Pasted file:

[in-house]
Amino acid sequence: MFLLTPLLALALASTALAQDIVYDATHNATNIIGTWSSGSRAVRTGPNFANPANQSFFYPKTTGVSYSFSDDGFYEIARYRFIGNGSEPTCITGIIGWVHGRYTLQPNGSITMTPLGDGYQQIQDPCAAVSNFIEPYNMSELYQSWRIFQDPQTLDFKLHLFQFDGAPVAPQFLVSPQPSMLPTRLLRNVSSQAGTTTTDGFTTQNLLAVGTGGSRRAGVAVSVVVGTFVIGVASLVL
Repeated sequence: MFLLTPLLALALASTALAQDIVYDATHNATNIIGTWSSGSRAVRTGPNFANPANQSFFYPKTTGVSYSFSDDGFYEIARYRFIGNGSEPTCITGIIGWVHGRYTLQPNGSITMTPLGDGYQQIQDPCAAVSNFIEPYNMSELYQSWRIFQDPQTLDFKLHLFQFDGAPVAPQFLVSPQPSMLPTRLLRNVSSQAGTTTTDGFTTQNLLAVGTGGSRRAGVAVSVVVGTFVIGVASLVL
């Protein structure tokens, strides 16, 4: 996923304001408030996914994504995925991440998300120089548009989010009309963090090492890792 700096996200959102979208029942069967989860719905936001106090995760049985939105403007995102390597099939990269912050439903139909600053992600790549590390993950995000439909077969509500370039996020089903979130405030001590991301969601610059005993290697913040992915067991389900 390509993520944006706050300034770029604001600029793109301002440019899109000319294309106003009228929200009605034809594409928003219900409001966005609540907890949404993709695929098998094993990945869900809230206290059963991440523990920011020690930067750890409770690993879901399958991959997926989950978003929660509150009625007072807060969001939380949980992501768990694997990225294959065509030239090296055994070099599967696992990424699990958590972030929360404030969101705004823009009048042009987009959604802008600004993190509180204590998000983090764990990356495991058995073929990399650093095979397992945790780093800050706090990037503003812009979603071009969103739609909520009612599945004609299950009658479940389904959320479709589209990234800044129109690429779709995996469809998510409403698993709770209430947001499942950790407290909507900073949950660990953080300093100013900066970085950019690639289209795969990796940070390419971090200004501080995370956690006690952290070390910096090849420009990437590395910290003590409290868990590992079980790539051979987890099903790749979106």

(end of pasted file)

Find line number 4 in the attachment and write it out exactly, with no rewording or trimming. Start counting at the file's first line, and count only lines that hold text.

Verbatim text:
């Protein structure tokens, strides 16, 4: 996923304001408030996914994504995925991440998300120089548009989010009309963090090492890792 700096996200959102979208029942069967989860719905936001106090995760049985939105403007995102390597099939990269912050439903139909600053992600790549590390993950995000439909077969509500370039996020089903979130405030001590991301969601610059005993290697913040992915067991389900 390509993520944006706050300034770029604001600029793109301002440019899109000319294309106003009228929200009605034809594409928003219900409001966005609540907890949404993709695929098998094993990945869900809230206290059963991440523990920011020690930067750890409770690993879901399958991959997926989950978003929660509150009625007072807060969001939380949980992501768990694997990225294959065509030239090296055994070099599967696992990424699990958590972030929360404030969101705004823009009048042009987009959604802008600004993190509180204590998000983090764990990356495991058995073929990399650093095979397992945790780093800050706090990037503003812009979603071009969103739609909520009612599945004609299950009658479940389904959320479709589209990234800044129109690429779709995996469809998510409403698993709770209430947001499942950790407290909507900073949950660990953080300093100013900066970085950019690639289209795969990796940070390419971090200004501080995370956690006690952290070390910096090849420009990437590395910290003590409290868990590992079980790539051979987890099903790749979106």